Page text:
Money to Preserve Santa Barbara County’s Creeks and Wetlands

Santa Barbara County Gets $71,000 to Restore Watersheds from Carpinteria to Santa Cruz Island

Santa Cruz Island
Hannah Tennant-Moore

The Southern California Wetlands Recovery Project (SCWRP) is awarding nearly $290,000 to wetland and watershed restoration projects, and about a quarter of this is heading to Santa Barbara County. The funding comes from San Francisco’s Earth Island Institute, an international environmental organization that, according to their website, “supports people who are creating solutions to protect our shared planet.”

“I am excited to announce 12 new projects entering our program this year, empowering nonprofits and local government to engage a wide array of communities in wetland restoration and education, and working to improve diverse habitats,” said Shawn Kelly, SCWRP’s community wetland restoration grants manager. Of these 12 projects, three are in Santa Barbara County.

The first award recipient is the South Coast Habitat Restoration, which will use the $25,000 to replace nonnative plants with native plants at the mouth of Carpinteria Creek. In addition to improving the ecosystem, the project educates volunteers – who come from the Carpinteria Creek Watershed Coalition, the Carpinteria Creek Committee, Carpinteria Middle School, Carpinteria High School, Cate School, and the Channel Islands Restoration volunteer pool – about habitat restoration.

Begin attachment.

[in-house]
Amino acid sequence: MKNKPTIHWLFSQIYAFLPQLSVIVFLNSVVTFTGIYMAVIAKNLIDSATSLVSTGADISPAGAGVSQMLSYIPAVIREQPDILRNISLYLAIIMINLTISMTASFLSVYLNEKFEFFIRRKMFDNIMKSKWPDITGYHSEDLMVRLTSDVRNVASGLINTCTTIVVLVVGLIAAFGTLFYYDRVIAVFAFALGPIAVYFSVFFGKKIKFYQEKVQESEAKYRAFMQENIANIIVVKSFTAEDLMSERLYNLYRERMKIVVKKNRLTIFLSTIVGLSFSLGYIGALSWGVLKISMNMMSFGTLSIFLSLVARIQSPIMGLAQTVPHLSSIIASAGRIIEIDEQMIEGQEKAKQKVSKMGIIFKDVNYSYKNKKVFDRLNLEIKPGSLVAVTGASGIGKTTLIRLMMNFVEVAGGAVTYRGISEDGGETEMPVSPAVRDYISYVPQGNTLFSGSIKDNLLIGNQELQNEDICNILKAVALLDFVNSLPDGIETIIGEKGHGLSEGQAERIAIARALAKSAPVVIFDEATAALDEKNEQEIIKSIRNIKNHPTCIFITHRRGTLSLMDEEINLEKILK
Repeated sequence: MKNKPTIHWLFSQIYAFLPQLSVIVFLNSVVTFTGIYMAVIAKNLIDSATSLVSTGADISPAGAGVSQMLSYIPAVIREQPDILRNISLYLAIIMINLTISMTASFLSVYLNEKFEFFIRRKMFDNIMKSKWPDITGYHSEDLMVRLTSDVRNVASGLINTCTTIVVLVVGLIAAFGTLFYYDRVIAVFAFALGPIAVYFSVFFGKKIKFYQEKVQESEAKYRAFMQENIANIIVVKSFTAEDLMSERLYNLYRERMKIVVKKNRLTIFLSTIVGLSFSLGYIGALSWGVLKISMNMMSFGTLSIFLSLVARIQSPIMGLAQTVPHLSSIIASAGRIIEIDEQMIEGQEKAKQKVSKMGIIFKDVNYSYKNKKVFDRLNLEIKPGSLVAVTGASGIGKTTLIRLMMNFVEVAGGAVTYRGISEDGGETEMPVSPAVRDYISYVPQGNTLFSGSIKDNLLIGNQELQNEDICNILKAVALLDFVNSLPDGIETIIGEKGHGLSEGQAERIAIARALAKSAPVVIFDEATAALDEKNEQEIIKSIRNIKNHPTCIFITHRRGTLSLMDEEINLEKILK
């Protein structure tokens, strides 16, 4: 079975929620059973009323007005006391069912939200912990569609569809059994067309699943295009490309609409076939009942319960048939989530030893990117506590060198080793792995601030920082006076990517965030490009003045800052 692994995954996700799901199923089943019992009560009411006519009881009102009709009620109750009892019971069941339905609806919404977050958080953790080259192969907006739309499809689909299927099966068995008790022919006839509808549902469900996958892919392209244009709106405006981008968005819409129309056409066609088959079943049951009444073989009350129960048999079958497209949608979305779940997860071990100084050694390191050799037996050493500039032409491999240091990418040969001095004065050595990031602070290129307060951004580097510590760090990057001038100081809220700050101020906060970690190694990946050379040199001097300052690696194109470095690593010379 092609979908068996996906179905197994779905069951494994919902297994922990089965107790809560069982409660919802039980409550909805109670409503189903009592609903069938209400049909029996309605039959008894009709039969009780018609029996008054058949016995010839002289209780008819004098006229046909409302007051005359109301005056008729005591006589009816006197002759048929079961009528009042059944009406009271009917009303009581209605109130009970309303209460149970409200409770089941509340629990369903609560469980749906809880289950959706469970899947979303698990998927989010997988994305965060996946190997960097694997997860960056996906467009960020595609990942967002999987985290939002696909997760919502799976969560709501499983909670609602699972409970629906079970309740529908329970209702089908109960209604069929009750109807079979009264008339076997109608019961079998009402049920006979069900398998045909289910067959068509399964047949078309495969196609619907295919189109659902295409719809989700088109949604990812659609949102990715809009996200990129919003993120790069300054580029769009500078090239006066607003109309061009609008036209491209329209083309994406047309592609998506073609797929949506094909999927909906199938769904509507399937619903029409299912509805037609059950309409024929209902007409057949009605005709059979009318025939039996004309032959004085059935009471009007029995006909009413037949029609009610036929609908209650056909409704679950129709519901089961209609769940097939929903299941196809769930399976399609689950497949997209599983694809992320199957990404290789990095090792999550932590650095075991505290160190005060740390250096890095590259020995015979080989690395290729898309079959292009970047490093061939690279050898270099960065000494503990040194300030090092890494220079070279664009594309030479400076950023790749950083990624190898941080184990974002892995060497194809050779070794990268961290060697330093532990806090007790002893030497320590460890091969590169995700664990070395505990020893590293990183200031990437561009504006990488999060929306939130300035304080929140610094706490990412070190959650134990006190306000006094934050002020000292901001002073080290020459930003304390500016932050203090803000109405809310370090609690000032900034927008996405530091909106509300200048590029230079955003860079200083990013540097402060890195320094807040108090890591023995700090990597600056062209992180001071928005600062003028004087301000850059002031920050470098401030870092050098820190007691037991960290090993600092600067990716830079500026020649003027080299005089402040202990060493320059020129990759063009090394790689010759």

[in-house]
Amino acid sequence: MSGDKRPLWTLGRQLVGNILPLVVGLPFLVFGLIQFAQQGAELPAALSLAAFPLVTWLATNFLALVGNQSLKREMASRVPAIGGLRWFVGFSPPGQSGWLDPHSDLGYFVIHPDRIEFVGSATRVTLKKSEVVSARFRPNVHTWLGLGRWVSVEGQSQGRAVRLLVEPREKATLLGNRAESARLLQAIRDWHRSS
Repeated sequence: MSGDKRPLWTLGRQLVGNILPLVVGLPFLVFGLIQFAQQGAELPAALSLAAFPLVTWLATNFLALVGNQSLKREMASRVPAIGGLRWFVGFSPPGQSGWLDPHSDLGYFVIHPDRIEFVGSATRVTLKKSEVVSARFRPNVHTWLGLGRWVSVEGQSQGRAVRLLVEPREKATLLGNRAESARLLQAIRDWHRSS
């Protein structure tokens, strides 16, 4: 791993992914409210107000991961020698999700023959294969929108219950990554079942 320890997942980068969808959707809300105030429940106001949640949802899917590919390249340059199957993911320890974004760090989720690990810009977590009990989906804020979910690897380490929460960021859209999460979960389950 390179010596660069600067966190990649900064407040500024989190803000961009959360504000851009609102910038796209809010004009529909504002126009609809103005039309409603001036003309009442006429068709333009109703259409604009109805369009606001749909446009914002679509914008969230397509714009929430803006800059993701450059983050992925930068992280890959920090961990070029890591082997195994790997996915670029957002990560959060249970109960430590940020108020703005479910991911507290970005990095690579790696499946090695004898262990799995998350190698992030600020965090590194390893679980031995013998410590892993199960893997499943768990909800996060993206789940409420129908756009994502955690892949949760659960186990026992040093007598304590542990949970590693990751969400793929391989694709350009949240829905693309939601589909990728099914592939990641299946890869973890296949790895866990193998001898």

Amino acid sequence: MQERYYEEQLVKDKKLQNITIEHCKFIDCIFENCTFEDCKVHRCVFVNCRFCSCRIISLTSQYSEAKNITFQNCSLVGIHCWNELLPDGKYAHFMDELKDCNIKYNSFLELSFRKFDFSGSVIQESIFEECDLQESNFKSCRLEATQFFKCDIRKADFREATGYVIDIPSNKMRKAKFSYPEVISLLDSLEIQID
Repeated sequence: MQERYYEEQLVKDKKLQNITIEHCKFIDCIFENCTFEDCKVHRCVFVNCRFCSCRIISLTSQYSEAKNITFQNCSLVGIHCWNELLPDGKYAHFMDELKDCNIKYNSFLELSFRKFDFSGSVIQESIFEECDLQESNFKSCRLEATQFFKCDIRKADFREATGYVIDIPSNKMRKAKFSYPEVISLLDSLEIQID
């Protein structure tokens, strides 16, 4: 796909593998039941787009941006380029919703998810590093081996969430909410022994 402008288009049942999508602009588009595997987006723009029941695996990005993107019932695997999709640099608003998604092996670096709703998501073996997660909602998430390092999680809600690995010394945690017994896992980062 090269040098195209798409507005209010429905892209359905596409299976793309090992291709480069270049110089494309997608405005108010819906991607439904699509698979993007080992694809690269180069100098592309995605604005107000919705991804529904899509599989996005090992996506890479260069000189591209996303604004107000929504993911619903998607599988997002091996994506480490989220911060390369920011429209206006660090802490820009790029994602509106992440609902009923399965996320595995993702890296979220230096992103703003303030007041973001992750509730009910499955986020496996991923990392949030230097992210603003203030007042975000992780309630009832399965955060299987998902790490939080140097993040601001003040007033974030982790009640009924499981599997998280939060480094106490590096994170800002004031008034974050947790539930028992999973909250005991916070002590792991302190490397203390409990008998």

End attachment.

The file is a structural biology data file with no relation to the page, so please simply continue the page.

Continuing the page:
The second project is Las Positas Creek restoration at Adams School, which was awarded $20,000 and is being overseen by the City of Santa Barbara. The grant will be used to teach the elementary school students about wetland ecology and stewardship while restoring a degraded stream channel. Students will be removing asphalt and nonnative plants along an 800-foot channel and planting native wetland plants and trees. Professionals will carry out the initial stages of this project due to the necessary machinery use, but students and other volunteers will perform the final stages of rock placement, planting, and some maintenance.

The third recipient is Growing Solutions, an organization dedicated to “integrating education and hands-on environmental restoration to address watershed problems in the Santa Barbara area.” Growing Solutions was awarded $26,400 for their Canada del Puerto Creek restoration and education project on Santa Cruz Island. Four groups of students will help restore the main watershed of this Channel Island, and work to grow a nursery of native plants.

Other award recipients across the state include Ojai Valley Land Conservancy, Mountains Restoration Trust, Friends of the Colorado Lagoon, and Newport Bay Naturalists and Friends.


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